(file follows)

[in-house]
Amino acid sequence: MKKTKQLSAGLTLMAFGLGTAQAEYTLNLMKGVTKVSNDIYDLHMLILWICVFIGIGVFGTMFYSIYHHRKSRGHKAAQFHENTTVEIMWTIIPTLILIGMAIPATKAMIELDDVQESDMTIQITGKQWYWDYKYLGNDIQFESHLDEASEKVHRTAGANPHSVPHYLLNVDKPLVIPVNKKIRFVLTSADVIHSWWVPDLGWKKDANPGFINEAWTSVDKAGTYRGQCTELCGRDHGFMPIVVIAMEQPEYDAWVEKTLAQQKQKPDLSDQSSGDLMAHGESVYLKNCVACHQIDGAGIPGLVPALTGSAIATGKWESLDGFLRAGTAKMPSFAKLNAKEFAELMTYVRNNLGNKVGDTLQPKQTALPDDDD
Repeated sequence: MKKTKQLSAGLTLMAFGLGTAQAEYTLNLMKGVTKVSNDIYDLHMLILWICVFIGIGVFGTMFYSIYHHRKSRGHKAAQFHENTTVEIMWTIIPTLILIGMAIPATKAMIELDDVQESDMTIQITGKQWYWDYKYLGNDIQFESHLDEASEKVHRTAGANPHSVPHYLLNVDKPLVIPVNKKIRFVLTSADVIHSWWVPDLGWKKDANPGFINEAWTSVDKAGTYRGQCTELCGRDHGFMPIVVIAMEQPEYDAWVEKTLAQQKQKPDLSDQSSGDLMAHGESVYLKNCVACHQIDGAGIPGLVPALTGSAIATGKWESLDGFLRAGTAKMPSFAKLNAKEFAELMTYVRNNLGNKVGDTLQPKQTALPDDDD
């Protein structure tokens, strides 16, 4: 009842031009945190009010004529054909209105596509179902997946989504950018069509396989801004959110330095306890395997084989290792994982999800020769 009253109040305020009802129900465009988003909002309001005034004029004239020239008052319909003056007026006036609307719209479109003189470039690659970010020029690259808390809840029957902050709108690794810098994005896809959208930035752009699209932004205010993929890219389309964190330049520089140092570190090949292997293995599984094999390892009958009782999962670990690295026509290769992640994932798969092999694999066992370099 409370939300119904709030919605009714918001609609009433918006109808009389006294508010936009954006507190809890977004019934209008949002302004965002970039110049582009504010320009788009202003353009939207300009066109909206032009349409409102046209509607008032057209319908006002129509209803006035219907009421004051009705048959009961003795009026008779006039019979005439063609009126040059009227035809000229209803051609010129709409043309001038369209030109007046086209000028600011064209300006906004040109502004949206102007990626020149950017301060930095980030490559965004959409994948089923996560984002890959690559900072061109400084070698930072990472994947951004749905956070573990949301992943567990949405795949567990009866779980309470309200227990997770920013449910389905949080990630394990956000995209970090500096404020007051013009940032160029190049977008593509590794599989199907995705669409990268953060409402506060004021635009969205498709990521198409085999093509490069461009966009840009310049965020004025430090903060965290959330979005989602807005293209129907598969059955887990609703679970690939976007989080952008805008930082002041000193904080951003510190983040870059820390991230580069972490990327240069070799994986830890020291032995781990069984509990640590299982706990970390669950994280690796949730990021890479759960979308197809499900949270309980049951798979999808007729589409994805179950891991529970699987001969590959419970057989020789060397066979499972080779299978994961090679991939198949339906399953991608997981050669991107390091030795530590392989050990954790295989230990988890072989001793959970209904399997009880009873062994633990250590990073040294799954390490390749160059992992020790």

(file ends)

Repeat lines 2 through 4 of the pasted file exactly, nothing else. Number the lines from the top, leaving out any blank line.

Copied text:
Amino acid sequence: MKKTKQLSAGLTLMAFGLGTAQAEYTLNLMKGVTKVSNDIYDLHMLILWICVFIGIGVFGTMFYSIYHHRKSRGHKAAQFHENTTVEIMWTIIPTLILIGMAIPATKAMIELDDVQESDMTIQITGKQWYWDYKYLGNDIQFESHLDEASEKVHRTAGANPHSVPHYLLNVDKPLVIPVNKKIRFVLTSADVIHSWWVPDLGWKKDANPGFINEAWTSVDKAGTYRGQCTELCGRDHGFMPIVVIAMEQPEYDAWVEKTLAQQKQKPDLSDQSSGDLMAHGESVYLKNCVACHQIDGAGIPGLVPALTGSAIATGKWESLDGFLRAGTAKMPSFAKLNAKEFAELMTYVRNNLGNKVGDTLQPKQTALPDDDD
Repeated sequence: MKKTKQLSAGLTLMAFGLGTAQAEYTLNLMKGVTKVSNDIYDLHMLILWICVFIGIGVFGTMFYSIYHHRKSRGHKAAQFHENTTVEIMWTIIPTLILIGMAIPATKAMIELDDVQESDMTIQITGKQWYWDYKYLGNDIQFESHLDEASEKVHRTAGANPHSVPHYLLNVDKPLVIPVNKKIRFVLTSADVIHSWWVPDLGWKKDANPGFINEAWTSVDKAGTYRGQCTELCGRDHGFMPIVVIAMEQPEYDAWVEKTLAQQKQKPDLSDQSSGDLMAHGESVYLKNCVACHQIDGAGIPGLVPALTGSAIATGKWESLDGFLRAGTAKMPSFAKLNAKEFAELMTYVRNNLGNKVGDTLQPKQTALPDDDD
């Protein structure tokens, strides 16, 4: 009842031009945190009010004529054909209105596509179902997946989504950018069509396989801004959110330095306890395997084989290792994982999800020769 009253109040305020009802129900465009988003909002309001005034004029004239020239008052319909003056007026006036609307719209479109003189470039690659970010020029690259808390809840029957902050709108690794810098994005896809959208930035752009699209932004205010993929890219389309964190330049520089140092570190090949292997293995599984094999390892009958009782999962670990690295026509290769992640994932798969092999694999066992370099 409370939300119904709030919605009714918001609609009433918006109808009389006294508010936009954006507190809890977004019934209008949002302004965002970039110049582009504010320009788009202003353009939207300009066109909206032009349409409102046209509607008032057209319908006002129509209803006035219907009421004051009705048959009961003795009026008779006039019979005439063609009126040059009227035809000229209803051609010129709409043309001038369209030109007046086209000028600011064209300006906004040109502004949206102007990626020149950017301060930095980030490559965004959409994948089923996560984002890959690559900072061109400084070698930072990472994947951004749905956070573990949301992943567990949405795949567990009866779980309470309200227990997770920013449910389905949080990630394990956000995209970090500096404020007051013009940032160029190049977008593509590794599989199907995705669409990268953060409402506060004021635009969205498709990521198409085999093509490069461009966009840009310049965020004025430090903060965290959330979005989602807005293209129907598969059955887990609703679970690939976007989080952008805008930082002041000193904080951003510190983040870059820390991230580069972490990327240069070799994986830890020291032995781990069984509990640590299982706990970390669950994280690796949730990021890479759960979308197809499900949270309980049951798979999808007729589409994805179950891991529970699987001969590959419970057989020789060397066979499972080779299978994961090679991939198949339906399953991608997981050669991107390091030795530590392989050990954790295989230990988890072989001793959970209904399997009880009873062994633990250590990073040294799954390490390749160059992992020790």